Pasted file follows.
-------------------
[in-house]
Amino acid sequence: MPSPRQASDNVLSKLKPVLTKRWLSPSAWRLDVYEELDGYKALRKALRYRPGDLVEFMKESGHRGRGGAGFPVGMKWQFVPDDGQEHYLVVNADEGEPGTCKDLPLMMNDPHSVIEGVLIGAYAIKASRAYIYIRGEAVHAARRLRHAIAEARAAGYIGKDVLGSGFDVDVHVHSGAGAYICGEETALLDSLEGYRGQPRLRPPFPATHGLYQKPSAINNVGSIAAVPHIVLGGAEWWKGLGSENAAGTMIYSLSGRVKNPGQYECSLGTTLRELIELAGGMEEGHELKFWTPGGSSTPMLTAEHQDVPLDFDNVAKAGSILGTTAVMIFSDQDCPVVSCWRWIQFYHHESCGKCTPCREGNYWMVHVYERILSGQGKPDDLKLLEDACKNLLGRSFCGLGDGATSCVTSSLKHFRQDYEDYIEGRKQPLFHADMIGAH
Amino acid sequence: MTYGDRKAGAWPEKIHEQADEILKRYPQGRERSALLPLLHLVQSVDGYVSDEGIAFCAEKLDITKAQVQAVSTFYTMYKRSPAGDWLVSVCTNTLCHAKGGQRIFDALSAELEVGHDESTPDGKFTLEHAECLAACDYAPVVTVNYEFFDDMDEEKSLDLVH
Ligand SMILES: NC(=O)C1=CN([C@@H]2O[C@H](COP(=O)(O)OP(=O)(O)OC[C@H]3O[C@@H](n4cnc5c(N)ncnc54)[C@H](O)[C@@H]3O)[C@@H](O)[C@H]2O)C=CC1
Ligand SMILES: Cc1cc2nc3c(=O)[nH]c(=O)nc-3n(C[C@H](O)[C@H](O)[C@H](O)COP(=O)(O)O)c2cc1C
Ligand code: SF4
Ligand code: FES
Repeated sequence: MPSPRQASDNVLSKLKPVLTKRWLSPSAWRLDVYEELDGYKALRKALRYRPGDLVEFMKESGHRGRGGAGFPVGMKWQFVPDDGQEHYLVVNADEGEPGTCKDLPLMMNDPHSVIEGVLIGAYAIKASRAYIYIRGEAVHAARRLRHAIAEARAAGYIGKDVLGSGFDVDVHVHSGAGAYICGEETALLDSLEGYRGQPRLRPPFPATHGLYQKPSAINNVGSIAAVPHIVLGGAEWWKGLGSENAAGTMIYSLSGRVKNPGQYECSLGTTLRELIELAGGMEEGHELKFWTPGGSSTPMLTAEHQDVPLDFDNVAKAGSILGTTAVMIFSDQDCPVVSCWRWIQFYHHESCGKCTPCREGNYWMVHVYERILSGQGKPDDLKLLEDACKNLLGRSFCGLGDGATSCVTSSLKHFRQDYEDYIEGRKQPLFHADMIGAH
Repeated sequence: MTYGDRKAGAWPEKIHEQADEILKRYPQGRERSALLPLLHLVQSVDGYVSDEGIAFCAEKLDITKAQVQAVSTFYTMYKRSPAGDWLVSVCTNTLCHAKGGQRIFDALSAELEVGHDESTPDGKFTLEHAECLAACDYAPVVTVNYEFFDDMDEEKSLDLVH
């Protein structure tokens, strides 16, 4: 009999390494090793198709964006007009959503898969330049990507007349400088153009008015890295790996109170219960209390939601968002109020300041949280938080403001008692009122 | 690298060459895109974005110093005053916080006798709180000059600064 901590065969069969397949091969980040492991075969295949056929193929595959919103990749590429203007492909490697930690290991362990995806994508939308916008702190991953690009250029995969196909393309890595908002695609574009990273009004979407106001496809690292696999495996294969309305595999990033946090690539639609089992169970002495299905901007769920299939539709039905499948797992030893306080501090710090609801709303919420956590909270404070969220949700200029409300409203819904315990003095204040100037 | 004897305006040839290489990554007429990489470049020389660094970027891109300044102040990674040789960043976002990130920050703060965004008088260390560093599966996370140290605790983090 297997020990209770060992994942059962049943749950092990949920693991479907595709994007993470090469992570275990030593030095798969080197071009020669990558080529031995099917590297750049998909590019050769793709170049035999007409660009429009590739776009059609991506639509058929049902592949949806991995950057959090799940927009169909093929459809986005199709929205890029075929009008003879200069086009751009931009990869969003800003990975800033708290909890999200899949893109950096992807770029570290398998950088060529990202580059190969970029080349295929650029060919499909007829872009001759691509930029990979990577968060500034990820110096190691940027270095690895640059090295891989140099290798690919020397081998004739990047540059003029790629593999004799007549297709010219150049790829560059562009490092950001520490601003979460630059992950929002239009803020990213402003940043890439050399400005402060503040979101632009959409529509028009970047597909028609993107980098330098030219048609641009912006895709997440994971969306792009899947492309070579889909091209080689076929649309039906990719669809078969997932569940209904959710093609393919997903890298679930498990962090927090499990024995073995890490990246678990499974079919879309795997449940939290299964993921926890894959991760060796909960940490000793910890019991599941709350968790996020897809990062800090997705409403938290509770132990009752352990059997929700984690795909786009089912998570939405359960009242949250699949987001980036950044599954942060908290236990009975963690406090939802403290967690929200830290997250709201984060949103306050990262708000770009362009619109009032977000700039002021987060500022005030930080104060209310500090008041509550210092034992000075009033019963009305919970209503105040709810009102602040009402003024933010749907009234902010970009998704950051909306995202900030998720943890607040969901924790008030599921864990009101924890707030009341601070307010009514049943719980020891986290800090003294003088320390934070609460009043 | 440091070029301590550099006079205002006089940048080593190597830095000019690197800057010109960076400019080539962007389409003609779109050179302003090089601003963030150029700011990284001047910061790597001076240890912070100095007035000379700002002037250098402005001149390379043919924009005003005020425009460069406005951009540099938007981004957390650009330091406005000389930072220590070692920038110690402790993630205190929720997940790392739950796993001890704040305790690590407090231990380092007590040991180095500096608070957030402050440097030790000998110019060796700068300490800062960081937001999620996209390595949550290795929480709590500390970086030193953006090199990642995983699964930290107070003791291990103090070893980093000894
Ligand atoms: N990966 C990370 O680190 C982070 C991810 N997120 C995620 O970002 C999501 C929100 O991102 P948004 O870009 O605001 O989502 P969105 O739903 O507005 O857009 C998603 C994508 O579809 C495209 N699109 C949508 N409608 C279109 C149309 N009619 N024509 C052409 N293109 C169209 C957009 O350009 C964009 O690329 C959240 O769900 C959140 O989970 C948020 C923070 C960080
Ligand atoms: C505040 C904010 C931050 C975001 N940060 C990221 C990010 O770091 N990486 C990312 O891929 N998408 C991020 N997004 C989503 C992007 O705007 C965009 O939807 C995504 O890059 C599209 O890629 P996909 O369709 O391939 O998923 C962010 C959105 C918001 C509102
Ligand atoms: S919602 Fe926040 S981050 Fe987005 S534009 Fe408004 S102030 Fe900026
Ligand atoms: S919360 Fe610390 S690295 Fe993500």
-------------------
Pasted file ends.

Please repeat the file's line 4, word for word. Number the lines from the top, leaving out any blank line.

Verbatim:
Ligand SMILES: NC(=O)C1=CN([C@@H]2O[C@H](COP(=O)(O)OP(=O)(O)OC[C@H]3O[C@@H](n4cnc5c(N)ncnc54)[C@H](O)[C@@H]3O)[C@@H](O)[C@H]2O)C=CC1